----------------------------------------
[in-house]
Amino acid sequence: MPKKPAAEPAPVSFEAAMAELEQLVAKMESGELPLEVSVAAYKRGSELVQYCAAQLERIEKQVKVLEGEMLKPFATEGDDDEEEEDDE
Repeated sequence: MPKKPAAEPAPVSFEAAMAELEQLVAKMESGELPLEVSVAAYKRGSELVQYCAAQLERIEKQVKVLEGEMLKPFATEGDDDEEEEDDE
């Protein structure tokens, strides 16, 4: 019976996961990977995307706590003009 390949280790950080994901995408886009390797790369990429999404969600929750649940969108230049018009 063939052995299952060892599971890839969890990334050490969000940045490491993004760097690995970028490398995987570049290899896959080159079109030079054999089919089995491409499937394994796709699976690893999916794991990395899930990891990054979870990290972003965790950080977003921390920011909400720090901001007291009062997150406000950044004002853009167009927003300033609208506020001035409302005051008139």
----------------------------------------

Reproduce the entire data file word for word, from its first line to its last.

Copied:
[in-house]
Amino acid sequence: MPKKPAAEPAPVSFEAAMAELEQLVAKMESGELPLEVSVAAYKRGSELVQYCAAQLERIEKQVKVLEGEMLKPFATEGDDDEEEEDDE
Repeated sequence: MPKKPAAEPAPVSFEAAMAELEQLVAKMESGELPLEVSVAAYKRGSELVQYCAAQLERIEKQVKVLEGEMLKPFATEGDDDEEEEDDE
């Protein structure tokens, strides 16, 4: 019976996961990977995307706590003009 390949280790950080994901995408886009390797790369990429999404969600929750649940969108230049018009 063939052995299952060892599971890839969890990334050490969000940045490491993004760097690995970028490398995987570049290899896959080159079109030079054999089919089995491409499937394994796709699976690893999916794991990395899930990891990054979870990290972003965790950080977003921390920011909400720090901001007291009062997150406000950044004002853009167009927003300033609208506020001035409302005051008139």